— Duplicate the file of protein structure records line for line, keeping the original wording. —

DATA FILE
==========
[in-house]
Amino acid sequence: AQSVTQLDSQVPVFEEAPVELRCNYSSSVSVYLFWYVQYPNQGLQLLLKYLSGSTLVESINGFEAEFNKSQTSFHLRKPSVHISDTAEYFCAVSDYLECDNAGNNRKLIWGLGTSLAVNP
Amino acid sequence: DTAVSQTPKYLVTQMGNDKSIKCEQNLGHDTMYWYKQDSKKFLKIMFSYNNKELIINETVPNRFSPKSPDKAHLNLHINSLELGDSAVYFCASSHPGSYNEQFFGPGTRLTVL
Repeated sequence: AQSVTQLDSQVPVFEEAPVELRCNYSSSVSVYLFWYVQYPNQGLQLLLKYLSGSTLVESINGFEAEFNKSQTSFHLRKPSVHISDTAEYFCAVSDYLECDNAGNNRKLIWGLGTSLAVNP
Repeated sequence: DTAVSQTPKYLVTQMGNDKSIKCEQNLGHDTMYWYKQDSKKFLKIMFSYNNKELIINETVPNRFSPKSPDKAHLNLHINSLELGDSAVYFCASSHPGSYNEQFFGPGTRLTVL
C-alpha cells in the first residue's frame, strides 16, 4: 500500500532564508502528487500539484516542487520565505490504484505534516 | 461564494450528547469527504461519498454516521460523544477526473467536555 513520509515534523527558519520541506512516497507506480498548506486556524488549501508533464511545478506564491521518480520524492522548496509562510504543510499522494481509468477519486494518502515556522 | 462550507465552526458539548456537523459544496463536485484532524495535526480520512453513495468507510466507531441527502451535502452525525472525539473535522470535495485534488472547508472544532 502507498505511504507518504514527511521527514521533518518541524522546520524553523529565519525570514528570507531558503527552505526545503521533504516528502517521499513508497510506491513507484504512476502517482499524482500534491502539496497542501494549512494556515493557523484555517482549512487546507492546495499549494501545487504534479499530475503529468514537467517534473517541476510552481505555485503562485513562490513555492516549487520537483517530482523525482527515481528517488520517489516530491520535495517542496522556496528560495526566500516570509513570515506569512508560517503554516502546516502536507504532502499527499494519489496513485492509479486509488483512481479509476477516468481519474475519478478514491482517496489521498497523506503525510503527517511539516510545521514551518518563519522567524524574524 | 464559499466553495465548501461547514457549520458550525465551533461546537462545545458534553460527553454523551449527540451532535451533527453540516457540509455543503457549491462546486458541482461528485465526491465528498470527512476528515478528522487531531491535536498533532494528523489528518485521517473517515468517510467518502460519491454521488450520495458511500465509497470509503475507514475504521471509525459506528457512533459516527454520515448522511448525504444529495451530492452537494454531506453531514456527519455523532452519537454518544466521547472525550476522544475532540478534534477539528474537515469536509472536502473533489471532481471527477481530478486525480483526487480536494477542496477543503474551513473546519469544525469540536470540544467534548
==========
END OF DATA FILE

[in-house]
Amino acid sequence: AQSVTQLDSQVPVFEEAPVELRCNYSSSVSVYLFWYVQYPNQGLQLLLKYLSGSTLVESINGFEAEFNKSQTSFHLRKPSVHISDTAEYFCAVSDYLECDNAGNNRKLIWGLGTSLAVNP
Amino acid sequence: DTAVSQTPKYLVTQMGNDKSIKCEQNLGHDTMYWYKQDSKKFLKIMFSYNNKELIINETVPNRFSPKSPDKAHLNLHINSLELGDSAVYFCASSHPGSYNEQFFGPGTRLTVL
Repeated sequence: AQSVTQLDSQVPVFEEAPVELRCNYSSSVSVYLFWYVQYPNQGLQLLLKYLSGSTLVESINGFEAEFNKSQTSFHLRKPSVHISDTAEYFCAVSDYLECDNAGNNRKLIWGLGTSLAVNP
Repeated sequence: DTAVSQTPKYLVTQMGNDKSIKCEQNLGHDTMYWYKQDSKKFLKIMFSYNNKELIINETVPNRFSPKSPDKAHLNLHINSLELGDSAVYFCASSHPGSYNEQFFGPGTRLTVL
C-alpha cells in the first residue's frame, strides 16, 4: 500500500532564508502528487500539484516542487520565505490504484505534516 | 461564494450528547469527504461519498454516521460523544477526473467536555 513520509515534523527558519520541506512516497507506480498548506486556524488549501508533464511545478506564491521518480520524492522548496509562510504543510499522494481509468477519486494518502515556522 | 462550507465552526458539548456537523459544496463536485484532524495535526480520512453513495468507510466507531441527502451535502452525525472525539473535522470535495485534488472547508472544532 502507498505511504507518504514527511521527514521533518518541524522546520524553523529565519525570514528570507531558503527552505526545503521533504516528502517521499513508497510506491513507484504512476502517482499524482500534491502539496497542501494549512494556515493557523484555517482549512487546507492546495499549494501545487504534479499530475503529468514537467517534473517541476510552481505555485503562485513562490513555492516549487520537483517530482523525482527515481528517488520517489516530491520535495517542496522556496528560495526566500516570509513570515506569512508560517503554516502546516502536507504532502499527499494519489496513485492509479486509488483512481479509476477516468481519474475519478478514491482517496489521498497523506503525510503527517511539516510545521514551518518563519522567524524574524 | 464559499466553495465548501461547514457549520458550525465551533461546537462545545458534553460527553454523551449527540451532535451533527453540516457540509455543503457549491462546486458541482461528485465526491465528498470527512476528515478528522487531531491535536498533532494528523489528518485521517473517515468517510467518502460519491454521488450520495458511500465509497470509503475507514475504521471509525459506528457512533459516527454520515448522511448525504444529495451530492452537494454531506453531514456527519455523532452519537454518544466521547472525550476522544475532540478534534477539528474537515469536509472536502473533489471532481471527477481530478486525480483526487480536494477542496477543503474551513473546519469544525469540536470540544467534548